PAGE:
Frank Bruni, a columnist for The New York Times, questioned Martel’s book. As an openly gay man and sometime critic of the Church, Bruni wrote that it may have been presumed he would cheer for exposing hypocrisy and outing some anti-gay prelates. Instead, he explained his opposite concerns:
“But I’m bothered and even a little scared. Whatever Martel’s intent, “In the Closet of the Vatican” may be less a constructive reckoning than a stockpile of ammunition for militant right-wing Catholics who already itch to conduct a witch hunt for gay priests, many of whom are exemplary — and chaste — servants of the church. Those same Catholics oppose sensible and necessary reforms, and will point to the book’s revelations as proof that the church is already too permissive and has lost its dignity and its way.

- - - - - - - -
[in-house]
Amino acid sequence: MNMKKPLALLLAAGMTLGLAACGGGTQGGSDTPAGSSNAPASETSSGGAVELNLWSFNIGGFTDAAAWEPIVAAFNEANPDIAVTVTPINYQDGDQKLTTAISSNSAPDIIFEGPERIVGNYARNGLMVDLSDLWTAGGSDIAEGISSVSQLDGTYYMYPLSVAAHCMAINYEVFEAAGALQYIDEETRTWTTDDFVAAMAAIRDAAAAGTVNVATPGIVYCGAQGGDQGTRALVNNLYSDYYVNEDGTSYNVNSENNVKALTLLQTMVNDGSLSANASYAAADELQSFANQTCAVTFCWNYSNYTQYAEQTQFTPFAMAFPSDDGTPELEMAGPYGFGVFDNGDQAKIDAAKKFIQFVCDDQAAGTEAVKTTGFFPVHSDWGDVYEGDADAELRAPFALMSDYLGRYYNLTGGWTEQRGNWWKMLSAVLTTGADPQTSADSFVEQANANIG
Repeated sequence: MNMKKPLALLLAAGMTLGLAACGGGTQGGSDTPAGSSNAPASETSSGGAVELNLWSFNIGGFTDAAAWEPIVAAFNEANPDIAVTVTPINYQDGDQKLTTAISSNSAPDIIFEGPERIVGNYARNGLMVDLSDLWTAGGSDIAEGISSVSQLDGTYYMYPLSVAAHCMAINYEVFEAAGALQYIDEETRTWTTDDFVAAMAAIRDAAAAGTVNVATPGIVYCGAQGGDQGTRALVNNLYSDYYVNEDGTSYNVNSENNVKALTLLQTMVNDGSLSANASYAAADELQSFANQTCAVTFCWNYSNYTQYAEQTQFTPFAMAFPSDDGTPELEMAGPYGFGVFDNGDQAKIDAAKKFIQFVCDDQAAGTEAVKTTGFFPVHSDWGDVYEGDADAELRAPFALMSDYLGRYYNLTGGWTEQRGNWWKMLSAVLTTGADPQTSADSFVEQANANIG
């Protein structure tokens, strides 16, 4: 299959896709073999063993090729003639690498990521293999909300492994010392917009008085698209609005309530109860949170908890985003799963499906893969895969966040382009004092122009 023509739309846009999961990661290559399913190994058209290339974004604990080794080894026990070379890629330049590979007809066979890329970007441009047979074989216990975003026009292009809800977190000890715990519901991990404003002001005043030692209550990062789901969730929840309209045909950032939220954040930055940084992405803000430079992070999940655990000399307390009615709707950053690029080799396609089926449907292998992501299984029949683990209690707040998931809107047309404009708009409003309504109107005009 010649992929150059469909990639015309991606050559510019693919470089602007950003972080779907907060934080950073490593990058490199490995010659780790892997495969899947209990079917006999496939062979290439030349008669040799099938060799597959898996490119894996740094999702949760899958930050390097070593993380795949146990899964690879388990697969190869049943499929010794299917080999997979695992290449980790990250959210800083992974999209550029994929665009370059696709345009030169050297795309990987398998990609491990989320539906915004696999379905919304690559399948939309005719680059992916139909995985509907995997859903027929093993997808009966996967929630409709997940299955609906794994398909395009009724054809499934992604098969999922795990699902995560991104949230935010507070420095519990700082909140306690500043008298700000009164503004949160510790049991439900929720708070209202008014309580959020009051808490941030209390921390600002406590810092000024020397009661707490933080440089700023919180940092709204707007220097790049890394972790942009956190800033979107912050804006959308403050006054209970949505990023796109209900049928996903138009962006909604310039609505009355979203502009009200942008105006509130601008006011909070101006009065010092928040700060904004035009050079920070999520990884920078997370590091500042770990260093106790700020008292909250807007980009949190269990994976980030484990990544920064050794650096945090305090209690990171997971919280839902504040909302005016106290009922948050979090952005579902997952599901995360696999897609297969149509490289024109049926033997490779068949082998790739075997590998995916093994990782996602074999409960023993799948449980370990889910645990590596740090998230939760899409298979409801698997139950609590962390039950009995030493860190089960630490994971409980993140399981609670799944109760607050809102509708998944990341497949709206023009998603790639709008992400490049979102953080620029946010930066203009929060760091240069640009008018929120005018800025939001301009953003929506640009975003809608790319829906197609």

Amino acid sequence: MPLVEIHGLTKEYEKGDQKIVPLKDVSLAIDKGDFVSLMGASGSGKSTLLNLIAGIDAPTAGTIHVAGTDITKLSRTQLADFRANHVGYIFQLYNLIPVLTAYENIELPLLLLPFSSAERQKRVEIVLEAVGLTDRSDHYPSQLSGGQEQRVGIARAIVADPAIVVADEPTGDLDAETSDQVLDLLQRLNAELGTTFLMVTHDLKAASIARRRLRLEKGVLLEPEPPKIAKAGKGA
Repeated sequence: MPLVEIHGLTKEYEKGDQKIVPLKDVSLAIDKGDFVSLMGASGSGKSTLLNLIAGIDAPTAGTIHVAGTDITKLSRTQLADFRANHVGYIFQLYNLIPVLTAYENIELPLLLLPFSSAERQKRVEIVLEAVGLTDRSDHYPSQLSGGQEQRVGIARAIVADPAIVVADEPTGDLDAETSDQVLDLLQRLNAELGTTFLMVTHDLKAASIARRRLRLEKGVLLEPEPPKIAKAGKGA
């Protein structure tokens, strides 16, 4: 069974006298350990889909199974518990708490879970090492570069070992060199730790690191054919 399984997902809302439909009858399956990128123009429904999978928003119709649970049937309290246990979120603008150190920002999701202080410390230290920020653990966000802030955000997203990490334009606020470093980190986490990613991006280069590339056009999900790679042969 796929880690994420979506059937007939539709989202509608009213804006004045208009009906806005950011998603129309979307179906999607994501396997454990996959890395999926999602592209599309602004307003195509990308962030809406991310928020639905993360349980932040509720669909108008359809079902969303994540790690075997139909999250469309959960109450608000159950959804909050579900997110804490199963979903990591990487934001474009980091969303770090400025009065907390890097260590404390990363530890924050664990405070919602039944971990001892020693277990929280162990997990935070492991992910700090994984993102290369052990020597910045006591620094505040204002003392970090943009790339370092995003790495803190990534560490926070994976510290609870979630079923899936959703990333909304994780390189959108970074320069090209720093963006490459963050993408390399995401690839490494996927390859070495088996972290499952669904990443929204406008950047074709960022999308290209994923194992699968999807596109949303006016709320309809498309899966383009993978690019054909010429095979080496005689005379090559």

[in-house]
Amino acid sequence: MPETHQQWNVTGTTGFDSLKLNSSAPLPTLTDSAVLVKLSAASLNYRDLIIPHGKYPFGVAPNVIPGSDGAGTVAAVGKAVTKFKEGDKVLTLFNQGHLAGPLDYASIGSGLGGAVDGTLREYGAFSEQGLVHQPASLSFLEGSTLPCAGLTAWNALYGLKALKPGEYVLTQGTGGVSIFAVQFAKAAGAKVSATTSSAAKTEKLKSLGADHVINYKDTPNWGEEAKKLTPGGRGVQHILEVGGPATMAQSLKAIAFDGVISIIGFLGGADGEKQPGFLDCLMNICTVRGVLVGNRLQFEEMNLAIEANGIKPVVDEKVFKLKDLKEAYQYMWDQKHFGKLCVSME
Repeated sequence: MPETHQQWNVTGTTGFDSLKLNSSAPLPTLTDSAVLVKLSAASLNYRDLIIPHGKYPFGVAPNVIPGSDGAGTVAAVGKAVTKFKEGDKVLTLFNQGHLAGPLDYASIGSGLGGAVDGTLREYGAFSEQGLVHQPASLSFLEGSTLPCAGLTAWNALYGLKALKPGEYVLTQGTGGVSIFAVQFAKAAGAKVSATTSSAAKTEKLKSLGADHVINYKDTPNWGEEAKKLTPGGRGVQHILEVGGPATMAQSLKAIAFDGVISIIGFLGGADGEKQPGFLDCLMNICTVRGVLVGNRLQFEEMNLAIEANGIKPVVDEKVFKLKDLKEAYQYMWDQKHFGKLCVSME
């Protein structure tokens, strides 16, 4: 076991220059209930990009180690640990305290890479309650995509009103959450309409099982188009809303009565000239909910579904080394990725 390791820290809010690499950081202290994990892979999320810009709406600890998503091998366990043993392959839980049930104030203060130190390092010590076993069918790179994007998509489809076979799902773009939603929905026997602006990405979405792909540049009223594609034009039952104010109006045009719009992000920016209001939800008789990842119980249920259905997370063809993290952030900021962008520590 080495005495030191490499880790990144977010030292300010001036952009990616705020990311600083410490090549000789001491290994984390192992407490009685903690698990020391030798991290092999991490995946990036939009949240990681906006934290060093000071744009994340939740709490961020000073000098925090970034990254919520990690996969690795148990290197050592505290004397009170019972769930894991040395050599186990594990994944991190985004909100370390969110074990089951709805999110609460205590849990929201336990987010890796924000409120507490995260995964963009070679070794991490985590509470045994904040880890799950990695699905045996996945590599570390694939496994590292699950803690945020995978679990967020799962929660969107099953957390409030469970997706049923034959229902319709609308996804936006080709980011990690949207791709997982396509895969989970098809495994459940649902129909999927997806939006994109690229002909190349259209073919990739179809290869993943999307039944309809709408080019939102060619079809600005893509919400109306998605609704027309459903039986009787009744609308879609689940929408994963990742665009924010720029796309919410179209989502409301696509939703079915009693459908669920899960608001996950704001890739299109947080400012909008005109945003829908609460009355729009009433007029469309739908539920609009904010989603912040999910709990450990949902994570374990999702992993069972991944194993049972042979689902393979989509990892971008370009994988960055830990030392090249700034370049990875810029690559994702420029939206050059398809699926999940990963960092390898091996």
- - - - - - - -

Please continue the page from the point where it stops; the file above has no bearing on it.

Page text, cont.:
“Although Martel himself is openly gay, he sensationalizes gayness by devoting his inquiry to Catholic officials who have had sex with men, not ones who have had sex with women. The promise of celibacy that priests make forbids all sexual partners, and what violates Catholic teaching isn’t just gay sex but sex outside marriage. In that context, Martel’s focus on homosexuality buys into the notion that it’s especially troubling and titillating.”
Bruni called Martel’s language “at once profoundly silly and deeply offensive” with vague sourcing and a questionable tone. He worried, too, that the book would unhelpfully further a narrative which links homosexuality and sexual abuse. Despite Martel being clear he does not believe the two are linked, Bruni commented, that it is “a crucial subtlety that’s too easily lost in the thicket of exclamation points,” especially given the fact that most people will only read headlines, not the book.